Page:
Perhaps nothing spruces up a kitchen more than the appearance of your cabinets. As spring slowly turns into summer, it’s the perfect time to give your kitchen a DIY makeover. Since it’s generally too expensive to buy new cabinets, the most affordable – and perhaps simplest – way to update your kitchen is to paint them.
Select the right color
Selecting the right color doesn’t have to be difficult, in fact, it can be an enjoyable experience. Take into account the colors you already have in your kitchen. You’re going to want to use a color that will complement them. Look at your countertops, backsplash, walls and floor colors.
White, of course, will always work with your color scheme. Gray and a gray-beige also look terrific on kitchen cabinets, and work well with blue and yellow, two popular kitchen colors. Of course, you could go another route, which is to directly contrast an existing backsplash and countertop. Play around with some ideas, and explore your options with an open mind.
Get Your Supplies Together
Painting kitchen cabinets doesn’t require too much preparation. Don’t worry about paint thinners or sprayers. You won’t need all these “professional” trappings. You can get an amazing effect by taking a simpler approach.
- Sandpaper – to smooth out rough areas before you paint
- Screw Driver
- Wood filler – best for fixing holes, dents, etc.
- Primer paint – this is necessary to improve adhesion
- The paint, preferably a semi-gloss
- An angled paintbrush – you’ll appreciate this for doing edges
- Mini foam roller – for an even coating without brushstrokes
Remove Hardware and Cabinet Doors
Take all the cabinet doors off, remove drawers and all the hardware, including hinges and knobs. It may be a wise move to label your drawers and doors so that they get back in the right spot. Sometimes they aren’t as universal as you might expect. A simple piece of masking tape on the back of each component is perfect for writing on and ensuring they get back where they belong.
Sanding and Wood Filler
Sanding is essential to the painting process. You may have layers of goopy paint to remove or simply a polyurethane finish. Sand these things down accordingly so that they are prepared for the primer coat. As a rule, sanding is less trouble and mess — and easier — than applying thinners and other chemicals.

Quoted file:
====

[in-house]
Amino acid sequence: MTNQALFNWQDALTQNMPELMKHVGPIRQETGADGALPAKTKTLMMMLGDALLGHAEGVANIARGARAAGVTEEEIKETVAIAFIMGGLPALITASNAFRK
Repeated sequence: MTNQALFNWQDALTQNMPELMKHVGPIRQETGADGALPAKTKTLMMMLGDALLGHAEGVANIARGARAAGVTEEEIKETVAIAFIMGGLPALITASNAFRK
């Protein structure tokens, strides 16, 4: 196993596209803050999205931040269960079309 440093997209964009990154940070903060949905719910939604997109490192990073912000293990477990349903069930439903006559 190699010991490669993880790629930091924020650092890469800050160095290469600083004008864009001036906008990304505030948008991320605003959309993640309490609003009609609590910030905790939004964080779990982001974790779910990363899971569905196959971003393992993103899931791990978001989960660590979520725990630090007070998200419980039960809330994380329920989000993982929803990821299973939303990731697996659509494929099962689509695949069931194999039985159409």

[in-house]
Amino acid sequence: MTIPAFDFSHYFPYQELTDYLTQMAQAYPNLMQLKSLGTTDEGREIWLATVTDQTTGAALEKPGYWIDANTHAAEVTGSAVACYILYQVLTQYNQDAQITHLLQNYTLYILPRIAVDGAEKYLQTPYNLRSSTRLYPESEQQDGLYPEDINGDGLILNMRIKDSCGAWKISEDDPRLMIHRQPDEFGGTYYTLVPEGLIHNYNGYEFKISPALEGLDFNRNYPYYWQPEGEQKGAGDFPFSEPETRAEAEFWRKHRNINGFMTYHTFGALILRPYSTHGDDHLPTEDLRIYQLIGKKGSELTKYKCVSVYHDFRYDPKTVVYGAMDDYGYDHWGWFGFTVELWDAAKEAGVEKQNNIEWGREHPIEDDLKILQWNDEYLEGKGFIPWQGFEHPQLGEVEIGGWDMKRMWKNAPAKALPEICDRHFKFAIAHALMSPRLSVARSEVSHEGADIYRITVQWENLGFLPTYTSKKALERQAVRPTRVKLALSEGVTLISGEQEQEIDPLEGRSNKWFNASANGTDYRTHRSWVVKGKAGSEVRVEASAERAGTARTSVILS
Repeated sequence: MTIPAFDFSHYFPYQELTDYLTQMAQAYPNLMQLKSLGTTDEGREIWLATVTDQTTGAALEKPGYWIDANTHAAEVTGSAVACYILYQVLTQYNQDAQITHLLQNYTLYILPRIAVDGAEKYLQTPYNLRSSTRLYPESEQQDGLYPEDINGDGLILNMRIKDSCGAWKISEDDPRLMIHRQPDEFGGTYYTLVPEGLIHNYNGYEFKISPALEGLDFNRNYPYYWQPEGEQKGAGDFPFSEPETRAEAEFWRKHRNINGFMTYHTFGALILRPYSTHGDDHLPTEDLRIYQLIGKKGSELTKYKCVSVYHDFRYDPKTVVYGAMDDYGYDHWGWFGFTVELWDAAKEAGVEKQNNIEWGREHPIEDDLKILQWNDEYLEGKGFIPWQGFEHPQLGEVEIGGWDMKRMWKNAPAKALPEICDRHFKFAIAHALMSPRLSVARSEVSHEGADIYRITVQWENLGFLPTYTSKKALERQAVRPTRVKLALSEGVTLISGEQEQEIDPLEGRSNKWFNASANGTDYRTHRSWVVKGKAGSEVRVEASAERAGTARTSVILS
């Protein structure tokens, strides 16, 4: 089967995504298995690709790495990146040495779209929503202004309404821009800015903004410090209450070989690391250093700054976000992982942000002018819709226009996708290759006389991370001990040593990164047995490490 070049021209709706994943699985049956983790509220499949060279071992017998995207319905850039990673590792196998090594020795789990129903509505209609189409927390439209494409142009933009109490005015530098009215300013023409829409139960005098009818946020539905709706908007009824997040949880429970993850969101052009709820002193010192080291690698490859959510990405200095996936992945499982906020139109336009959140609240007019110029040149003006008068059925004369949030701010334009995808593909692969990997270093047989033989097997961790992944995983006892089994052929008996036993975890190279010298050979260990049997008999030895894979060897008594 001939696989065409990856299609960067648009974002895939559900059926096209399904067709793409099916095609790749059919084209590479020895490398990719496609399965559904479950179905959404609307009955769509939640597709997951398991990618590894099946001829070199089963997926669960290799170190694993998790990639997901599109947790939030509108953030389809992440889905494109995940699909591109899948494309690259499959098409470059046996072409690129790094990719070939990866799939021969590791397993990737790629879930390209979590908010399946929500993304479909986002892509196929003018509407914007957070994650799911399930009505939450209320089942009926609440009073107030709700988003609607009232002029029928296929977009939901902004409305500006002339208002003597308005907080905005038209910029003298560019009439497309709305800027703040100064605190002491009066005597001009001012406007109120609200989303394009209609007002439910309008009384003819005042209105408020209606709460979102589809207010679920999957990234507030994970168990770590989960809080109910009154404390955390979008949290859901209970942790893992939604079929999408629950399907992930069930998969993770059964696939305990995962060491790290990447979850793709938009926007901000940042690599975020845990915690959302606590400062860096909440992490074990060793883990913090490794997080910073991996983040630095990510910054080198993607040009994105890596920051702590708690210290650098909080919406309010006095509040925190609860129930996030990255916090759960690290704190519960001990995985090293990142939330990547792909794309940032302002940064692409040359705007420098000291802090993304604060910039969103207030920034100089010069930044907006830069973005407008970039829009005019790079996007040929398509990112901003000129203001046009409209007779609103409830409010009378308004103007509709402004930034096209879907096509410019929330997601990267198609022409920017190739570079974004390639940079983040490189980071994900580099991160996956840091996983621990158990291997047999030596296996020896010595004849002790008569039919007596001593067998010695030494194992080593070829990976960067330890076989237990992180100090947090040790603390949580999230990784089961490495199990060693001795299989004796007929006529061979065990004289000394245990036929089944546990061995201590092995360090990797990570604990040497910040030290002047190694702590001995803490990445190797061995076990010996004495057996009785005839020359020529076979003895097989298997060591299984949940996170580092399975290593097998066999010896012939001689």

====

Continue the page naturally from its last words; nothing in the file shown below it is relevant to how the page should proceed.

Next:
If you’re replacing any of the hardware, you may have holes that no longer align with the new hardware. Fill holes with wood putty. You can also use wood filler to repair dings, deep dents and scratches. Apply a small amount and level it off. Let it dry thoroughly and then sand it down with fine grit sandpaper.
Time to prime
It’s important to prime before you paint. It adds to the durability of the overall paint job. It covers up stain and it will make your paint stick like glue, giving you a professional, durable end product. Prime your cabinets first. Let the primer dry then paint.
Paint or stain
Depending upon how big your project, you shouldn’t need much more than a couple of quarts of paint or a choice of stain. Cover thoroughly. If necessary apply a second coat. Once finished, you can sand lightly with fine grit sandpaper.
This process isn’t overly difficult, but it will take some time to do right. Fortunately, the finished effect will give your kitchen a look that makes it seem as though you’ve replaced your old wood cabinetry completely. And what’s more, if you plan it out correctly, it will look as though it has always been a vital part of the design of your entire home.
Your experiences with re-finishing kitchen cabinets
Have you embarked on this kind of project in the past? What was it like?
When you were choosing stains or paint colors, did you make decisions that were surprising even to yourself?
How did the finished product affect the feel of the room?
Tell us all about it in the comments section of this post.